Fmr. Councilor Williams w/ Other  Honorees (WMassP&I)
Other resolves and proclamations passed with little fanfare urged Governor Deval Patrick to not consider raising the gas tax; recognized Carribean heritage week with an appearance by former councilor and current council candidate Bud Williams; recognized a participant in the Special Olympics from Springfield going to Athens for a future competition; and recognized emergency response personnel in advance of September 11 (the council's next meeting will not happen until the next day).  A resolve was also passed to encourage the school committee consider a local candidate for Superintendent of Schools.  The resolve came after revelation that Superintendent Alan Ingram used his $30,000 in relocation expenses to NOT buy a home in the city.  Councilors batted around various ideas including avoiding a national search, refusing side deals and having a councilor on whatever search committee is formed.  The final idea was adopted into the resolve by friendly amendment.

With its special meeting business done, the council began its permits hearing.  First up was a special permit for an amusement license for an Internet Cafe on Boston Road near the intersection with Pasco Road.  The Internet Cafe appears to be similar to the ones allegedly to be effectively slot parlors like the one in Five Town Plaza on Cooley Street.  Although the Pine Point Civic Association recommended a referral to committee until they could meet with Beverly Baker, the petitioner, the council rejected the permit altogether.  The facility had a lengthy record of operating more than five machines without a permit.  Baker justified the multiple violations by saying some employees do not know the rules.  The permit was crushed on a 13-0 vote.  As with all special permits nine were necessary for passage.

The council reacted much more favorably to a car dealership in the Pine Point neighborhood.  The civic association there supported the permit and it was approved on a 12-0 vote.  Ward 2 Councilor Michael Fenton had stepped out during the debate and missed the vote.

A Save-A-Lot to be in Waterbury, Conn (Wikipedia)
Finally the last permits seemed to epitomize the classic struggle Springfield has faced since it has faced the realities of urban decline.  Supervalu, Inc., namely its subsidiary Moran Foods is proposing to transform the Goodwill Store in the "X" of Forest Park into one of its Save-A-Lot grocers.  The city already has two locations on Armory Street and on Main Street in Indian Orchard.  The developers need the permits for extending a pre-existing, non conforming structure and for site development and design overlay.  That description of the permits does not do them justice, but absent a lengthy monologue on zoning (Oooo, Fun!), let's just say that absent these permits there is no project.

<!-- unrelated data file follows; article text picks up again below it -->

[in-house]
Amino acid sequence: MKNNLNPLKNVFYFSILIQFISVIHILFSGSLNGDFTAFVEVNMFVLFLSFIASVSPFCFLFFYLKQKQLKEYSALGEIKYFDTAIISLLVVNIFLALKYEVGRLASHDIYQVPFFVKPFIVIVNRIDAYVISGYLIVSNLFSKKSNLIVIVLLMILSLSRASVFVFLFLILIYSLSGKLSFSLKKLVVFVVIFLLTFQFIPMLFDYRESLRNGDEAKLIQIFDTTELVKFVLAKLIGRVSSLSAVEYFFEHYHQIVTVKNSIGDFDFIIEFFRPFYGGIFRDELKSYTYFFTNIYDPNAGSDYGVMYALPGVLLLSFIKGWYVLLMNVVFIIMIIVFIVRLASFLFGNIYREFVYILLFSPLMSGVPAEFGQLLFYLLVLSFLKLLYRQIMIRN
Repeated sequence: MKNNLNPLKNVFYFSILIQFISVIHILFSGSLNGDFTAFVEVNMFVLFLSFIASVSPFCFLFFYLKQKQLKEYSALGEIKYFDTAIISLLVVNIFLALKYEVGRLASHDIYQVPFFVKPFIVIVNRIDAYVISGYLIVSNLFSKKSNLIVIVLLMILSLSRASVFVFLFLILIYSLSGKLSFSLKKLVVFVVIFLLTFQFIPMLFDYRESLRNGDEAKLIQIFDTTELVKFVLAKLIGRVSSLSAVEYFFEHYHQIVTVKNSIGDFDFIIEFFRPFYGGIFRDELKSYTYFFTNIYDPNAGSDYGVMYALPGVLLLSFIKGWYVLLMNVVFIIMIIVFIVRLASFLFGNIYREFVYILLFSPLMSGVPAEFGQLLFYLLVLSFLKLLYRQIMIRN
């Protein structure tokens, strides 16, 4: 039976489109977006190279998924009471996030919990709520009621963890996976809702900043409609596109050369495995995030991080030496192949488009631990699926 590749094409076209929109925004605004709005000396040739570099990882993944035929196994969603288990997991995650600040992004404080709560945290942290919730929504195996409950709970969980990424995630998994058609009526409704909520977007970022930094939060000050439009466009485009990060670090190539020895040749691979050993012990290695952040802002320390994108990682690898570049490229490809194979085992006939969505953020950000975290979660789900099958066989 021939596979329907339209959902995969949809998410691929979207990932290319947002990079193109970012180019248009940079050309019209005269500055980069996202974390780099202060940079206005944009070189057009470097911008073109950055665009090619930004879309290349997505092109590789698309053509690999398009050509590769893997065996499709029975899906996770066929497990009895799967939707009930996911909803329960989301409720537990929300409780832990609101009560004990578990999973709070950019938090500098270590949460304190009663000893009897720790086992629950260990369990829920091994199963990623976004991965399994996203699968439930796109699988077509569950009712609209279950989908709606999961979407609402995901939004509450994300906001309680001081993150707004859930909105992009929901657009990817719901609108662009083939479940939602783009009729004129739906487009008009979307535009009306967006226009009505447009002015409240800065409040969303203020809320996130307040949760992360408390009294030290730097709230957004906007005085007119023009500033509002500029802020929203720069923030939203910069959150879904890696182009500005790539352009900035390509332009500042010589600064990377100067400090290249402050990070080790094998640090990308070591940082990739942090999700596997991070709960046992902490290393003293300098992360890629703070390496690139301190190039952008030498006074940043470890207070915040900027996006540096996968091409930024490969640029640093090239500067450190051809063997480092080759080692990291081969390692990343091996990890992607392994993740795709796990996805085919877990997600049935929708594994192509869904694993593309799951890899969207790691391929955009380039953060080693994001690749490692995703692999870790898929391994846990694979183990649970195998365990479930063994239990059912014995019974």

For the record, Supervalu also owns Shaw's Supermarkets, their only property with any significant presence in the area.  Shaws are prevelent in the Eastern end of the commonwealth and elsewhere in New England including one store in Enfield.

However, the proposal is not without its own downside.  First of all Save-A-Lot's plan would not have an entrance that faces Sumner Avenue.  The company's lawyer, Brian McGrail claimed that it would be impossible to have an entrance facing both the street and the parking lot located behind the building.  One wall or the other needed to be the location of the refrigeration unit.  It seems that the real reason was probably due to the high cost of building two entrances.  An entrance spine built along one edge of the building with exits on each end and on common entrance to the supermarket certainly seems doable if not financially possible for Supervalu.

Additionally, there are concerns that Save-A-Lots "discount" image is somewhat incongruous to the "X" or at least the perception of what the "X" should be.  This opinion was more or less expressed by Forest Park Civic Assocition President Jane Hetzel who, while supportive of the project said the association was "not trilled" that Save-A-Lot would be the supermarket moving in.  Many had hoped a Trader Joe's or, even more optimistically, a Whole Foods would be possible.  However, according to some familiar with the project, both companies told some city officials that they would never locate in Springfield.

Nevertheless, Supervalu's representation expressed enthusiasm for their project.  Atty McGrail noted that this would be undertaken at no cost to the city, that is without a TIF and could draw in more business to the "X" generally.  Several dozen construction jobs will be created and a dozen or so permanent jobs will also be located.  Supervalu identified the area as a food desert and hoped to fill the need of the poor population centered " along Belmont Avenue and Dickinson Street near the "X".  Hetzel noted Save-A-Lot's promise to offer healthier foods as part of her reason for supporting the project.